Amazon’s Dreaded `Day Two’ Is Too Close for Comfort
The e-commerce giant said it will focus on costs and squeezing efficiencies from the sprawling retail and logistics network it built out during the pandemic.
It looks like “Day Two” is coming fast for Amazon. Thursday's earnings update capped a rough year for the tech giant. It was on the wrong end of consumer spending on essentials and services as inflation soared last year. Its cloud customers pulled back. It closed dozens of sorting facilities after overbuilding to accommodate a wave of online pandemic shopping.
It made plans to lay off thousands of people across its hardware and retail businesses. And on Thursday Amazon.com Inc. printed its first annual loss since 2014 with a warning that the new year was off to a tepid start.
In a sign of the times, Chief Executive Officer Andy Jassy got on the post-earnings analyst call himself, a first in his year-and-a-half-long tenure. Jeff Bezos, who often referred to “Day Two” as shorthand for a culture of complacency setting in at a company driven by being first, famously avoided analyst calls while he was CEO.
To be fair, nearly every tech and retail company has come into the new year licking a few wounds from 2022. The economy has ping ponged its way to a recovery that was fueled by stimulus-rich consumers, who have since slowed spending as their checking accounts start to shrink again. Retailers have scrambled to get rid of excess inventory that was no longer in demand like air fryers and yoga pants, eating into margins.
Amazon lost money for a fifth straight quarter in its north American business, which includes its retail offerings. Right-sizing the business is critical for Amazon as rivals like Walmart Inc. close the gap with bigger online investments and better integration between their digital and brick-and-mortar storefronts. The company also faces growing competition from social media platforms like ByteDance Ltd.'s TikTok, which is luring away shopping search traffic.
Amazon has dug itself out of deep holes before. After taking a $170 million inventory charge for the Fire phone in 2014, it closed some of its less profitable businesses such as travel booking site Amazon Destinations, and gift and loyalty card app Amazon Wallet, while ramping up revenue through its cloud division Amazon Web Services and the annual Prime Day sales event.
Jassy is now on a cost-cutting campaign after a significant cash drawdown that was funneled into acquisitions and new warehouses. Aside from the layoffs, Amazon shut down its health services pilot Amazon Care, child-friendly video calling device Amazon Glow and tests for an autonomous delivery robot. It also trimmed its retail business, shutting all of its non-grocery physical stores to focus on grocery.
“We just had more capacity than we needed,” Jassy said Thursday. “There were just some areas where we didn't have conviction that they were going to be big needle movers for Amazon.” In the short-term, the company faces an uncertain economy, he said.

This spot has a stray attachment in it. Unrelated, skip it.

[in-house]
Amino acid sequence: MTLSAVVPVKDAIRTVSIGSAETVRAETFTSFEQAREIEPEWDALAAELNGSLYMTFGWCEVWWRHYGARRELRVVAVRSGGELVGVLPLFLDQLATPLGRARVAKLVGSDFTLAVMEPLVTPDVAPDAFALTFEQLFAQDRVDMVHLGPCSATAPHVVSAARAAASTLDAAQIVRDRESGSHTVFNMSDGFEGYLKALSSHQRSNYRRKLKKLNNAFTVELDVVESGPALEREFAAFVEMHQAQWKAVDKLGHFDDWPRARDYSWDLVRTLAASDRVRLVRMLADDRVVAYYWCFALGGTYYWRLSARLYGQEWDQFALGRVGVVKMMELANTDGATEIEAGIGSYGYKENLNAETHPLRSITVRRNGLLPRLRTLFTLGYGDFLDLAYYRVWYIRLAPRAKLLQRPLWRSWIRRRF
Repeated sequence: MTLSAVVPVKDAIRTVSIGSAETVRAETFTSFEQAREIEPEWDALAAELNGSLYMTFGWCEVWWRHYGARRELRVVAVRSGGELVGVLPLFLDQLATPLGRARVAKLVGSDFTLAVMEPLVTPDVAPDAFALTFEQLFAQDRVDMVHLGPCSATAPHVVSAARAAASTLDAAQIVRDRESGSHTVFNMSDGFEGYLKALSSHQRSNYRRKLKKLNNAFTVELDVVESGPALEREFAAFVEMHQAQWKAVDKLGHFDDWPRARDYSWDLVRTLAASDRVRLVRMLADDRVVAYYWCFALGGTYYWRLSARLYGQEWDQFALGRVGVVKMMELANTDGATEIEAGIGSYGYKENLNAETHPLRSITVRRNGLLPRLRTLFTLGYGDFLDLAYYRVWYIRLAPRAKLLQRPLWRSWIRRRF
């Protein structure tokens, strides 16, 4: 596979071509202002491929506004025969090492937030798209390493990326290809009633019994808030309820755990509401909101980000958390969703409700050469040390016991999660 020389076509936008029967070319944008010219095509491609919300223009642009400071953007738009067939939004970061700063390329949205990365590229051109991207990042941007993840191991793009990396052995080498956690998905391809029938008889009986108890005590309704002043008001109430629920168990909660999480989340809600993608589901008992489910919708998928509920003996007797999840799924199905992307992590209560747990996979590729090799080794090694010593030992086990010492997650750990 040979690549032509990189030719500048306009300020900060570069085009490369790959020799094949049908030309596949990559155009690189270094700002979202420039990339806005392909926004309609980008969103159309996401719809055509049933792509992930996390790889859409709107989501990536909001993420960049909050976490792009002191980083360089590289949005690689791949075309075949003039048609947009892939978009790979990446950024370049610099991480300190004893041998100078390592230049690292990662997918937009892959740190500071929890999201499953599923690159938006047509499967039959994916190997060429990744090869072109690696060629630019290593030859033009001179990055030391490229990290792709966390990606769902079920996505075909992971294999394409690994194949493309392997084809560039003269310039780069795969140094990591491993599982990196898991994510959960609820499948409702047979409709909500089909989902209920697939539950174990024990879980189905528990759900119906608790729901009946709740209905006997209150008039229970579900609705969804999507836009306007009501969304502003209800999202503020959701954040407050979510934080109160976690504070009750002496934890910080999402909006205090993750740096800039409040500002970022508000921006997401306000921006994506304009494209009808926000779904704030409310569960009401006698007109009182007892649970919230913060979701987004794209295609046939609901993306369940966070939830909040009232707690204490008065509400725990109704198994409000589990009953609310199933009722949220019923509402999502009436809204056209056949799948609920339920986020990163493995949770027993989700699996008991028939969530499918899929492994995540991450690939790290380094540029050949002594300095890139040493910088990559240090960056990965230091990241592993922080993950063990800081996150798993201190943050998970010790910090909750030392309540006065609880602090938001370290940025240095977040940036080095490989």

Grocery is one area where Amazon has a chance to grow sales and market share, and catch up to Walmart. It's yet to take full advantage of its Whole Foods footprint aside from extending discounts on its Prime members service to in-store shoppers and delivering online orders for a fee. The grocery business was a “really important strategic area,” Jassy said. “We're building a pretty broad grocery network across online and physical and you're going to see us continue to work on it.''
Whole Foods and its Amazon Fresh stores, which use touchless and cashier-less checkout technology, target a high-income, younger shopper and are easy places to grocery shop. Amazon Fresh stores have added appeal among techie and nerdy types with full wallets. The challenge is that even these high-income shoppers are being pinched by inflation with more consumers earning in excess of $100,000 a year reporting they are living paycheck-to-paycheck. Walmart told investors last year that it's seeing more shoppers in that income bracket walking into its stores.
Walmart, Target Corp. and Kroger Co. have all invested in expanding their private label assortment to cut costs and maximize margins on food as consumers face grocery inflation. Amazon has yet to expand its full range of private label food options across its stores.
Amazon has always struggled to find its niche in physical store retailing. After years of depending on AWS profits to prop up retail, Amazon better start thinking like a retailer instead of a tech company — and fast. If not, Bezos' dreaded “Day Two” will come sooner than he expected.
Follow HT Tech for the latest tech news and reviews , also keep up with us on Twitter, Facebook, Google News, and Instagram. For our latest videos, subscribe to our YouTube channel.